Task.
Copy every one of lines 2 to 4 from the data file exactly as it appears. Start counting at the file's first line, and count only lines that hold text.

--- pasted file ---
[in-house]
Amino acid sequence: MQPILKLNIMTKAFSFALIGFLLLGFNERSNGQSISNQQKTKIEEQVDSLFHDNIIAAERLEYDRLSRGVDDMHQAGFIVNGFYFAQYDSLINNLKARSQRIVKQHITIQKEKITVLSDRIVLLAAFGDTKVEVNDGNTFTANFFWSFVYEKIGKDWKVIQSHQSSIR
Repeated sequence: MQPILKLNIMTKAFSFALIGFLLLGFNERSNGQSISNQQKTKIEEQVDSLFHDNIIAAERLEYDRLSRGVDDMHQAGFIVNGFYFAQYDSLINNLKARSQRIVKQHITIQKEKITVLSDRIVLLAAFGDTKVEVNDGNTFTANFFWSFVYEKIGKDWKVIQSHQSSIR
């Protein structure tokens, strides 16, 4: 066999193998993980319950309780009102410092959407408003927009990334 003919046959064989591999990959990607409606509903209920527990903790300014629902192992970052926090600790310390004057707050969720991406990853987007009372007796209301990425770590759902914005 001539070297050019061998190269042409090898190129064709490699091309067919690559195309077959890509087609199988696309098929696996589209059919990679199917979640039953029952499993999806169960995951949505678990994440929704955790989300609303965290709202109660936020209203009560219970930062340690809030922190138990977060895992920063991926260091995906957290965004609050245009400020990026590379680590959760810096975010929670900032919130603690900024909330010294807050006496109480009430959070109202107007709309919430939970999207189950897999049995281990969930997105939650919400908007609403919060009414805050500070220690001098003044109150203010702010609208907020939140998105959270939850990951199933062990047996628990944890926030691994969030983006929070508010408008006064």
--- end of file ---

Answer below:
Amino acid sequence: MQPILKLNIMTKAFSFALIGFLLLGFNERSNGQSISNQQKTKIEEQVDSLFHDNIIAAERLEYDRLSRGVDDMHQAGFIVNGFYFAQYDSLINNLKARSQRIVKQHITIQKEKITVLSDRIVLLAAFGDTKVEVNDGNTFTANFFWSFVYEKIGKDWKVIQSHQSSIR
Repeated sequence: MQPILKLNIMTKAFSFALIGFLLLGFNERSNGQSISNQQKTKIEEQVDSLFHDNIIAAERLEYDRLSRGVDDMHQAGFIVNGFYFAQYDSLINNLKARSQRIVKQHITIQKEKITVLSDRIVLLAAFGDTKVEVNDGNTFTANFFWSFVYEKIGKDWKVIQSHQSSIR
């Protein structure tokens, strides 16, 4: 066999193998993980319950309780009102410092959407408003927009990334 003919046959064989591999990959990607409606509903209920527990903790300014629902192992970052926090600790310390004057707050969720991406990853987007009372007796209301990425770590759902914005 001539070297050019061998190269042409090898190129064709490699091309067919690559195309077959890509087609199988696309098929696996589209059919990679199917979640039953029952499993999806169960995951949505678990994440929704955790989300609303965290709202109660936020209203009560219970930062340690809030922190138990977060895992920063991926260091995906957290965004609050245009400020990026590379680590959760810096975010929670900032919130603690900024909330010294807050006496109480009430959070109202107007709309919430939970999207189950897999049995281990969930997105939650919400908007609403919060009414805050500070220690001098003044109150203010702010609208907020939140998105959270939850990951199933062990047996628990944890926030691994969030983006929070508010408008006064």